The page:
Nuclear Notebook

75 Years Ago: The Trinity Nuclear Test

The first ever nuclear detonation––known as the Trinity test––took place in New Mexico on July 16th, 1945. In the decades that followed, nuclear testing contaminated lands, oceans, and people, and triggered a nuclear arms race that continues to this day.

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New Nuclear Notebook: Russian Nuclear Forces 2015

By Hans M. Kristensen Russian nuclear weapons have received a lot of attention lately. Russian officials casually throw around direct or thinly veiled nuclear threats (here, here and here). And U.S. defense hawks rail (here and here) about a Russian nuclear buildup. In reality, rather than building up, Russia is building down but appears to be working to level off the force within the next decade to prevent further unilateral reduction of its strategic nuclear force in the future. For details, see the latest FAS Nuclear Notebook on the Bulletin of the Atomic Scientists web site. This trend makes it more important for the United States and Russia to reach additional nuclear arms control agreements to reduce strategic nuclear forces. Hard to imagine in the current climate, but remember: even at the height of the Cold War the two sides reached important arms limitation agreements because it was seen then (as it is now) to be in their national security interest.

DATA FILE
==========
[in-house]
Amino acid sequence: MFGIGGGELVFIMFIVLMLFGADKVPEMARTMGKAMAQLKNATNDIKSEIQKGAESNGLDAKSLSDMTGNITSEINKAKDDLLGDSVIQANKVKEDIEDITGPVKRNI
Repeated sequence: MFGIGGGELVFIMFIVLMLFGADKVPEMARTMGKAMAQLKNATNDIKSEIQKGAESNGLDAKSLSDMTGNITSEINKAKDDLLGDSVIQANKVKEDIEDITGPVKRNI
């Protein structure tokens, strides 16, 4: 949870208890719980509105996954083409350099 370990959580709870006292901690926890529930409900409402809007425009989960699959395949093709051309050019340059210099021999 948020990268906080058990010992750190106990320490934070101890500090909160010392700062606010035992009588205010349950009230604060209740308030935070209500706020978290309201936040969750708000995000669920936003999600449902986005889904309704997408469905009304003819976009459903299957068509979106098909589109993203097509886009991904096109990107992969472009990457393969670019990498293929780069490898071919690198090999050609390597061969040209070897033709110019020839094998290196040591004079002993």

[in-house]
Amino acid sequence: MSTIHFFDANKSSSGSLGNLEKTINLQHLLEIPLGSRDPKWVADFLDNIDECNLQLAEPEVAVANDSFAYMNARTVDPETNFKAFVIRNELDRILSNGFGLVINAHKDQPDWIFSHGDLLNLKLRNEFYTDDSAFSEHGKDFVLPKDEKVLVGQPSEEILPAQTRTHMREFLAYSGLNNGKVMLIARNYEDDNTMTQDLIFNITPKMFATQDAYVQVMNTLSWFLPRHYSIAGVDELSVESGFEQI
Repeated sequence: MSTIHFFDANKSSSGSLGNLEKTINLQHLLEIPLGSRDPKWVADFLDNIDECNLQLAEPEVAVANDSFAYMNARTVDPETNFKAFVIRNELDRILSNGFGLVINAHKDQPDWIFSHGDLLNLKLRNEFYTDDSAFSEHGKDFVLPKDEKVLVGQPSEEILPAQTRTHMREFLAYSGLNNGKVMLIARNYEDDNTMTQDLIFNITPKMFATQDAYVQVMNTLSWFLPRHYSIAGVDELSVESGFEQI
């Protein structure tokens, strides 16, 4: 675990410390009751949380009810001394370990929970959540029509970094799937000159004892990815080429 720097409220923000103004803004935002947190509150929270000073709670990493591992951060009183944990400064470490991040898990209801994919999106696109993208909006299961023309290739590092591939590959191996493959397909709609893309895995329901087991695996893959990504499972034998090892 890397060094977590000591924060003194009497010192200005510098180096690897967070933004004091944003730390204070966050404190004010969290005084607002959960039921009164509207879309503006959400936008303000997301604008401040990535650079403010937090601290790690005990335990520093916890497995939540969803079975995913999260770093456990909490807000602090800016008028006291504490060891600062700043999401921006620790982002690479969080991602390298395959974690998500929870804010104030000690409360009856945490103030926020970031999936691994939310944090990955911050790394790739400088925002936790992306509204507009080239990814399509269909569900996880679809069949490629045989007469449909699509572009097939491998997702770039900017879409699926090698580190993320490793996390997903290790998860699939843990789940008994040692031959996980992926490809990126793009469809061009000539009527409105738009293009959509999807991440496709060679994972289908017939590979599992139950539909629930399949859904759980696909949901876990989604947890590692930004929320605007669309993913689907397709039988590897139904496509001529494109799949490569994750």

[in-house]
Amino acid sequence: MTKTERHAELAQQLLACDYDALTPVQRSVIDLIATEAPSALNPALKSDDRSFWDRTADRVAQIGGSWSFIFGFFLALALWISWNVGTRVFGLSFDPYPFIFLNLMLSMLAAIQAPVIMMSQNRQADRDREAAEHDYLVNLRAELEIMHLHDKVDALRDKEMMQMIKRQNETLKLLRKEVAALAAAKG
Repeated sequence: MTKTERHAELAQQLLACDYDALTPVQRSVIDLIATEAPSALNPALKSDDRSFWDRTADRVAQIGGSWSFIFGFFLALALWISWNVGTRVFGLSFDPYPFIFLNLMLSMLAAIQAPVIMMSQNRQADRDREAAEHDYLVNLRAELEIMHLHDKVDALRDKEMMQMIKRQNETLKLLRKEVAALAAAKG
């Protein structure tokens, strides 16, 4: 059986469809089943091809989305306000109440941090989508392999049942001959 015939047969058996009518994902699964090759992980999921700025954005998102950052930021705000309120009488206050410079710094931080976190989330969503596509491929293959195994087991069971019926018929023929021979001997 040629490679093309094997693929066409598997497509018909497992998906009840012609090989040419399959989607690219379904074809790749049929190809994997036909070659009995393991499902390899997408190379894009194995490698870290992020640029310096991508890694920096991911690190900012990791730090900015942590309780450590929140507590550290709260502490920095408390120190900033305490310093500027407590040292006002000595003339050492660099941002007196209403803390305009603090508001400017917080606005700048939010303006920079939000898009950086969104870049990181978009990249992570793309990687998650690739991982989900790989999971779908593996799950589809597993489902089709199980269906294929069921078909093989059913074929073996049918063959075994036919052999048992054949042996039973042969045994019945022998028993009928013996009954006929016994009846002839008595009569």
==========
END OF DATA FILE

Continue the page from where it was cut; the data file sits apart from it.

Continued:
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New Interactive Nuclear Notebook

A new interactive infographic detailing information on the world’s nuclear arsenals from 1945 to 2013 is now live on the website of the Bulletin of the Atomic Scientists. The Nuclear…

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